by Marion Nestle
Jul 26 2011

Thanks to emerging markets, U.S. food companies grow profits

The second quarter financial results are in and food companies are doing great, thanks to sales in developing countries. For example:

McDonald’s: reports (July 22) a 15% increase in income “boosted by strong sales throughout the world.”  Total revenue for the quarter was $6.9 billion, up 16% from $5.9 billion during the same quarter last year.

PepsiCo: Food Navigator reports an increase in net income to $1.88 billion up 18% from $1.6 billion last year. Despite “challenging conditions in the North American beverage market”… worldwide beverage and snacks businesses accounted for growth along with the acquisition of Russian dairy and juice company Wimm-Bill-Dann.  Sales in emerging markets increased 4% in beverages and 9% in snacks:  “We continue to enjoy robust top-line growth in key emerging markets,” said PepsiCo chairman and CEO Indra Nooyi.

Coca-Cola: Although its North American sales were sluggish, sales increased “due to growth in emerging markets such as China, Russia and Mexico.”  Income rose 18% to $2.8 billion from $2.4 billion last year.  Sales rose 6% in Latin America, 5% in Europe, 7% in Eurasia and Africa, and 7 in the Pacific region.   Growth in China ws 24%, in Russia 17%, and in Mexico 7%.  In contrast, North American volume recorded a growth of a measly 1%.

Americans are turning away from these products.  We already have plenty of obesity.  Now it’s time to export it.

  • Charlie L

    It’s more accurate to interpret the relatively sluggish sales in North America (NA) for these companies not as proof that “Americans are turning away from these products,” but that NA is a saturated market already with little room for growth. That leaves emerging countries left in order to grow revenue, which has been anticipated for some time now.

    That being said, I do agree with Professor Nestle that we are exporting our obesity problems abroad, much like cigarettes (which have the same revenue pattern in emerging markets). Outside of entertainment and manufacturing/call center jobs, the commercial conditions ripe for contributing to obesity has to be America’s largest global export. The so-called Standard American Diet (SAD), which is highly industrialized and processed, is quickly supplanting the traditional and cultural diets of many emerging market countries. See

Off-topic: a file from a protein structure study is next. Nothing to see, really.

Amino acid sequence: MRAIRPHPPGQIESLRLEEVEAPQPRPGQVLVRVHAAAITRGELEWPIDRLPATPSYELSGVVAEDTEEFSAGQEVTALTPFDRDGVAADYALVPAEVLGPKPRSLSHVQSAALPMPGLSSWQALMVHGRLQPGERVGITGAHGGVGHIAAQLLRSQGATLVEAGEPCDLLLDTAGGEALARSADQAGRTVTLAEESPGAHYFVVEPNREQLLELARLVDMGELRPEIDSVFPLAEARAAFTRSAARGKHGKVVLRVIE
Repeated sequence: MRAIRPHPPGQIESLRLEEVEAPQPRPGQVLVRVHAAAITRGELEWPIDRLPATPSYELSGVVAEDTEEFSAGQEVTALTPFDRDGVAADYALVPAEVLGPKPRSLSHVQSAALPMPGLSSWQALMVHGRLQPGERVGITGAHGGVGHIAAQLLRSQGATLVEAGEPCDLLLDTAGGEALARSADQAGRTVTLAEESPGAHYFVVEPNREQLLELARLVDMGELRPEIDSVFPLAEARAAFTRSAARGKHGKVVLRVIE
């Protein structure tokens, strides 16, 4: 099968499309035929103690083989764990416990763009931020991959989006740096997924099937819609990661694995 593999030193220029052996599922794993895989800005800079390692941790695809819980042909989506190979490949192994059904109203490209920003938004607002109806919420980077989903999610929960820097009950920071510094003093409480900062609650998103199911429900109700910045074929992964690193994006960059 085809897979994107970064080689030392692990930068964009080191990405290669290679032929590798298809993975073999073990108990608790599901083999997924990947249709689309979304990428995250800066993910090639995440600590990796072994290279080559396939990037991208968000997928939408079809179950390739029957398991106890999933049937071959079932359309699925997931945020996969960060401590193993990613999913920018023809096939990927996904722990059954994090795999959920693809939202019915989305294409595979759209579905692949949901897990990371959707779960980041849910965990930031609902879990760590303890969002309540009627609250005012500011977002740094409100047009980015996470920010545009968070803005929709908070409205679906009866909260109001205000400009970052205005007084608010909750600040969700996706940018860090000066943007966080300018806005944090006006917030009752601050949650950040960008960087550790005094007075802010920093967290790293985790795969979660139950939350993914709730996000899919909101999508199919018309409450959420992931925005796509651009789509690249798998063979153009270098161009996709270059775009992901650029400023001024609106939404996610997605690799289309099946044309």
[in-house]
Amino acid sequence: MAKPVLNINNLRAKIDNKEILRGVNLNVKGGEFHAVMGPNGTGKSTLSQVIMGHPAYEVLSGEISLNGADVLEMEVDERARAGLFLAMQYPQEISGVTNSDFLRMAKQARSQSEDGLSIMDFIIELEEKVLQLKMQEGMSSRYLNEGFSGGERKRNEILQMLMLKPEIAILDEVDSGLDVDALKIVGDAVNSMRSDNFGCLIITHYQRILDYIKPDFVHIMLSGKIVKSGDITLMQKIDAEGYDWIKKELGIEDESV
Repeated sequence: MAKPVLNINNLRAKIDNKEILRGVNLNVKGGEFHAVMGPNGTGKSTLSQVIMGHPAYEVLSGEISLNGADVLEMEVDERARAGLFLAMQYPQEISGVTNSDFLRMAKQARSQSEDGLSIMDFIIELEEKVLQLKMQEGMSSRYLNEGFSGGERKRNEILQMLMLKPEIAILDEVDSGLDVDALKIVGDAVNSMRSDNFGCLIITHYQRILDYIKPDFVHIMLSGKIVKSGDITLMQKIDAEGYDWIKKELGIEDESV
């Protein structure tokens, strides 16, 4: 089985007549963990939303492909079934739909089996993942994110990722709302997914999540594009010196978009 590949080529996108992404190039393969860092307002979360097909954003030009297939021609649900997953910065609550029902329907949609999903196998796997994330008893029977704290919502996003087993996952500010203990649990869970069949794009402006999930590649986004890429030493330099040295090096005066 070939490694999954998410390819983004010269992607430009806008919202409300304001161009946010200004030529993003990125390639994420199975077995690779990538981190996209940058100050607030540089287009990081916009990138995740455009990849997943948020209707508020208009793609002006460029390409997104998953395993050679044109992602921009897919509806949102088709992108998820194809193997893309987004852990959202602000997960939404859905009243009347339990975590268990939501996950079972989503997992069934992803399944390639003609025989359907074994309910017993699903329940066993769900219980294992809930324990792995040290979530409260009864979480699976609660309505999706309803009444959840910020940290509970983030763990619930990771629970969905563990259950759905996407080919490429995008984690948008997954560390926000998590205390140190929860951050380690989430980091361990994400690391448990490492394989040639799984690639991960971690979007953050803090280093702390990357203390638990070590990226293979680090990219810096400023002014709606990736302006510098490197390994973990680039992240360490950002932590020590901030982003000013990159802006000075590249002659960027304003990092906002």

Maybe consumers abroad, like in the US, freely choose to become obese, but at the same time, we also have a fairly good idea by now what commercial conditions correlate or give rise to such obesigenic choices. If native populations didn’t have obesity problems prior to McDonald’s/Coke, et al arriving and then say, 10+ years later, they are starting to have an obesity problem in those areas with a McDonald’s restaurant, we can conclude that McDonald’s (just as an example) has something to do with this change in health.

  • Ben

    I personally think coke is a really brilliant occational treat. Isn’t the issue the quantity? Maybe a more even global distribution could be a good outcome for shareholders and waistlines?

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  • Trish Murphy

    The headline talked about “food companies” yet most of the companies actually mentioned in the article sell, not food, but non-food calories. Honestly, Dr. Nestle, I admire you greatly, but it is passed time we all stopped calling soda food. I am not exactly what level of nutritional impoverishment a calorie source would have to reach to no longer be called food, but clearly soda is there.

  • The more I read/learn/observe about the business of food, the more I think that food needs to be taken out of Wall Street. Maybe if food companies were not-for-profit companies, not driven by the need to return profits to shareholders, we’d get a healthier system.